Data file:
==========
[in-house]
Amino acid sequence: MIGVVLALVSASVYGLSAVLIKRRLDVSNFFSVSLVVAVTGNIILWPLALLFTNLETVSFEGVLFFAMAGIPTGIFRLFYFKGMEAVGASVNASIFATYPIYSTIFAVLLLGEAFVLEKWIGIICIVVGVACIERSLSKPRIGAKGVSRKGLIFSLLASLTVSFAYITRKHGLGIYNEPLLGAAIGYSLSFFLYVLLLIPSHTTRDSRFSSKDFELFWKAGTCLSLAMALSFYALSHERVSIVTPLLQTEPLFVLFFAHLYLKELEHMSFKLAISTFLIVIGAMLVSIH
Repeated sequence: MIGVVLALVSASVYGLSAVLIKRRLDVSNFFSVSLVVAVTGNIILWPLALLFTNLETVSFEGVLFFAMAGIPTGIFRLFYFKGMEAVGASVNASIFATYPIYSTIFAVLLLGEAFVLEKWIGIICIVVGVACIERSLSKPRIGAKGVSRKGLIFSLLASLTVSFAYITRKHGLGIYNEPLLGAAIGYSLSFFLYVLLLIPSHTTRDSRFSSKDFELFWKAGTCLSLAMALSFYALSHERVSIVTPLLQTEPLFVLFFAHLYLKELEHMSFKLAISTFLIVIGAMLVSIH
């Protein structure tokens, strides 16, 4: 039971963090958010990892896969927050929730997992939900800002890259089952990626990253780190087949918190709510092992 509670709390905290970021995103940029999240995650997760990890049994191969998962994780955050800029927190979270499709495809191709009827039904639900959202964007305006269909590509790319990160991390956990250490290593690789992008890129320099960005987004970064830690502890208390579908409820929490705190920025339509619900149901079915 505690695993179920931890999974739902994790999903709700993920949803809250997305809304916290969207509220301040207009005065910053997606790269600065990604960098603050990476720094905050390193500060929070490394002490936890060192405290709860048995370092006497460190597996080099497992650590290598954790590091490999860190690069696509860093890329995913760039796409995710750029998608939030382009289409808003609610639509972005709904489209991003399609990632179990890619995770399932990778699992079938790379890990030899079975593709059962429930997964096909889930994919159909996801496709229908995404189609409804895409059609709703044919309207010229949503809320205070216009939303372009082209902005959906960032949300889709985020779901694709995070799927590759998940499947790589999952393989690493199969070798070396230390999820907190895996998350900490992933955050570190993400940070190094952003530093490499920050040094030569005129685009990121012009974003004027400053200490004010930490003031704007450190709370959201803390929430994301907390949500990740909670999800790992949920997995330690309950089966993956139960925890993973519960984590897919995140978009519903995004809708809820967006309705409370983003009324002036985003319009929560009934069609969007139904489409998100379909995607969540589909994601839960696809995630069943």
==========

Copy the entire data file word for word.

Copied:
[in-house]
Amino acid sequence: MIGVVLALVSASVYGLSAVLIKRRLDVSNFFSVSLVVAVTGNIILWPLALLFTNLETVSFEGVLFFAMAGIPTGIFRLFYFKGMEAVGASVNASIFATYPIYSTIFAVLLLGEAFVLEKWIGIICIVVGVACIERSLSKPRIGAKGVSRKGLIFSLLASLTVSFAYITRKHGLGIYNEPLLGAAIGYSLSFFLYVLLLIPSHTTRDSRFSSKDFELFWKAGTCLSLAMALSFYALSHERVSIVTPLLQTEPLFVLFFAHLYLKELEHMSFKLAISTFLIVIGAMLVSIH
Repeated sequence: MIGVVLALVSASVYGLSAVLIKRRLDVSNFFSVSLVVAVTGNIILWPLALLFTNLETVSFEGVLFFAMAGIPTGIFRLFYFKGMEAVGASVNASIFATYPIYSTIFAVLLLGEAFVLEKWIGIICIVVGVACIERSLSKPRIGAKGVSRKGLIFSLLASLTVSFAYITRKHGLGIYNEPLLGAAIGYSLSFFLYVLLLIPSHTTRDSRFSSKDFELFWKAGTCLSLAMALSFYALSHERVSIVTPLLQTEPLFVLFFAHLYLKELEHMSFKLAISTFLIVIGAMLVSIH
């Protein structure tokens, strides 16, 4: 039971963090958010990892896969927050929730997992939900800002890259089952990626990253780190087949918190709510092992 509670709390905290970021995103940029999240995650997760990890049994191969998962994780955050800029927190979270499709495809191709009827039904639900959202964007305006269909590509790319990160991390956990250490290593690789992008890129320099960005987004970064830690502890208390579908409820929490705190920025339509619900149901079915 505690695993179920931890999974739902994790999903709700993920949803809250997305809304916290969207509220301040207009005065910053997606790269600065990604960098603050990476720094905050390193500060929070490394002490936890060192405290709860048995370092006497460190597996080099497992650590290598954790590091490999860190690069696509860093890329995913760039796409995710750029998608939030382009289409808003609610639509972005709904489209991003399609990632179990890619995770399932990778699992079938790379890990030899079975593709059962429930997964096909889930994919159909996801496709229908995404189609409804895409059609709703044919309207010229949503809320205070216009939303372009082209902005959906960032949300889709985020779901694709995070799927590759998940499947790589999952393989690493199969070798070396230390999820907190895996998350900490992933955050570190993400940070190094952003530093490499920050040094030569005129685009990121012009974003004027400053200490004010930490003031704007450190709370959201803390929430994301907390949500990740909670999800790992949920997995330690309950089966993956139960925890993973519960984590897919995140978009519903995004809708809820967006309705409370983003009324002036985003319009929560009934069609969007139904489409998100379909995607969540589909994601839960696809995630069943």